Although almost the entire French cabinet made the trip to Nuremberg, their day-long consultations with German opposite numbers failed to resolve the simmering row over the fate of Europe's new currency. A 10-page letter signed by Chancellor Helmut Kohl and President Jacques Chirac, to be delivered to Dublin on the eve of the summit, made no mention of monetary union, and remained vague over the reform of the EU's decision-making process.
To the very end, President Chirac insisted Europe's economy should not be subordinated to a bank based in Frankfurt, built on the German model. While conceding that the new monetary institution should be independent, the French President said that there should also be "a corresponding authority vested with political power opposite the central bank".
France, as well as some opposition politicians in Germany, are worried that the unelected technocrats employed by the Son of Bundesbank, to be born in 1999, would dictate the economy of the continent, rendering national governments superfluous. Germany has taken some French objections on board, but the compromise formula fudges the question of accountability. There will be a council consisting of member governments, though its exact role is yet to be spelt out.
There is still no meeting of minds, however, on the most divisive proposal: the "stability pact", or, in French parlance, the "stability council". "The stability pact should secure the stability of the future currency," Mr Kohl parroted yesterday. "Neither France nor Germany desires a soft money," he said. In response to accusations emanating from Downing Street, that France and Germany wanted a "soft currency", the Chancellor warned: "I advise everybody to do their homework."
President Chirac came to Nuremberg opposing the legalistic German solution that would punish profligate governments with stiff fines, and evidently left empty-handed.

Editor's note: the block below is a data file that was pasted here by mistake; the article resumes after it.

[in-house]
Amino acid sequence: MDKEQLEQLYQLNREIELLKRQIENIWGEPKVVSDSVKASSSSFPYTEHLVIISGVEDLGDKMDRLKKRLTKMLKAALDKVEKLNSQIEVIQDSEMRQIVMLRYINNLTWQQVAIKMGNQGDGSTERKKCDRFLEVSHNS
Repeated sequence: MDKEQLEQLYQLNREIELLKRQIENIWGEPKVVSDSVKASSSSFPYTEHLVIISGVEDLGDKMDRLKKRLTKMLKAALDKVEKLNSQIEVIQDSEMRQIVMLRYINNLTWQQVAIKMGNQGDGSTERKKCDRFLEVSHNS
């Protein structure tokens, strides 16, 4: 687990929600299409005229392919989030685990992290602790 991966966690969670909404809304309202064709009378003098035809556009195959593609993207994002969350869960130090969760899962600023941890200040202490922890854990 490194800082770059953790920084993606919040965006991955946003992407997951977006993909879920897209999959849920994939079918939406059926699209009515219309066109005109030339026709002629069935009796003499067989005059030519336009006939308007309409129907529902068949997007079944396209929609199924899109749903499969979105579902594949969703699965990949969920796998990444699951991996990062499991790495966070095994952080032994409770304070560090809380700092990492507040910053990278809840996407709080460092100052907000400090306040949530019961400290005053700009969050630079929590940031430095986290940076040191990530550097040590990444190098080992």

A compromise of sorts will be tabled at Thursday's meeting of European finance ministers in Brussels, but it is unlikely to address the question of who should decide when such fines are to be levied. The Germans make allowances for a country whose economy has shrunk by 2 per cent in a given year, but despite strenuous efforts, France never earned that distinction in the past 50 years.
To make up for their disagreements, the two countries trumpeted a list of proposals on which they could concur. The joint letter emphasises France and Germany's commitment to a Europe-wide police authority to fight organised crime. There "should be" more co-operation among the judicial authorities of member-states, and the battle against crime should be rejoined by a continent-wide agency, Europol. This would imply co-ordination of immigration policy and police work, a move Britain strongly opposes.
The Franco-German vision is clearest about defence and foreign affairs. "The European Council determines the principles and general orientation of foreign policy and of common security policy," the letter states. This body, consisting of ministers of member-states, "could" also define the priorities, "which implies that member-states abstain from initiatives that are contrary" to these common priorities.